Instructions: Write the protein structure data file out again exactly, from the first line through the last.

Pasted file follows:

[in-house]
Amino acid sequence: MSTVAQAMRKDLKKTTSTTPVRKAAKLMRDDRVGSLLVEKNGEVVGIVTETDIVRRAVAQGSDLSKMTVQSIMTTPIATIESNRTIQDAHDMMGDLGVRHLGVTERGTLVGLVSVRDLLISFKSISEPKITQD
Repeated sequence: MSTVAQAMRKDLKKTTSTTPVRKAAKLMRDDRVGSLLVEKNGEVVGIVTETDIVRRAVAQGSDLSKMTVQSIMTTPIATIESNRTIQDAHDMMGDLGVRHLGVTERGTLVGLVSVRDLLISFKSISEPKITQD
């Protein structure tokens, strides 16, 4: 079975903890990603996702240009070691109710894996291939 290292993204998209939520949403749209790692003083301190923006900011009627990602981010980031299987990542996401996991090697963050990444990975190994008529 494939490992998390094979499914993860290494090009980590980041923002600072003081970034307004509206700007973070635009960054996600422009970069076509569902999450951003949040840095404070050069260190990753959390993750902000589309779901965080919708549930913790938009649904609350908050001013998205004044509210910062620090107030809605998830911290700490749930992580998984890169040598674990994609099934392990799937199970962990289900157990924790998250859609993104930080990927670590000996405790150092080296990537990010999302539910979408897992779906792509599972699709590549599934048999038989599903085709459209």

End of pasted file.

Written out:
[in-house]
Amino acid sequence: MSTVAQAMRKDLKKTTSTTPVRKAAKLMRDDRVGSLLVEKNGEVVGIVTETDIVRRAVAQGSDLSKMTVQSIMTTPIATIESNRTIQDAHDMMGDLGVRHLGVTERGTLVGLVSVRDLLISFKSISEPKITQD
Repeated sequence: MSTVAQAMRKDLKKTTSTTPVRKAAKLMRDDRVGSLLVEKNGEVVGIVTETDIVRRAVAQGSDLSKMTVQSIMTTPIATIESNRTIQDAHDMMGDLGVRHLGVTERGTLVGLVSVRDLLISFKSISEPKITQD
């Protein structure tokens, strides 16, 4: 079975903890990603996702240009070691109710894996291939 290292993204998209939520949403749209790692003083301190923006900011009627990602981010980031299987990542996401996991090697963050990444990975190994008529 494939490992998390094979499914993860290494090009980590980041923002600072003081970034307004509206700007973070635009960054996600422009970069076509569902999450951003949040840095404070050069260190990753959390993750902000589309779901965080919708549930913790938009649904609350908050001013998205004044509210910062620090107030809605998830911290700490749930992580998984890169040598674990994609099934392990799937199970962990289900157990924790998250859609993104930080990927670590000996405790150092080296990537990010999302539910979408897992779906792509599972699709590549599934048999038989599903085709459209």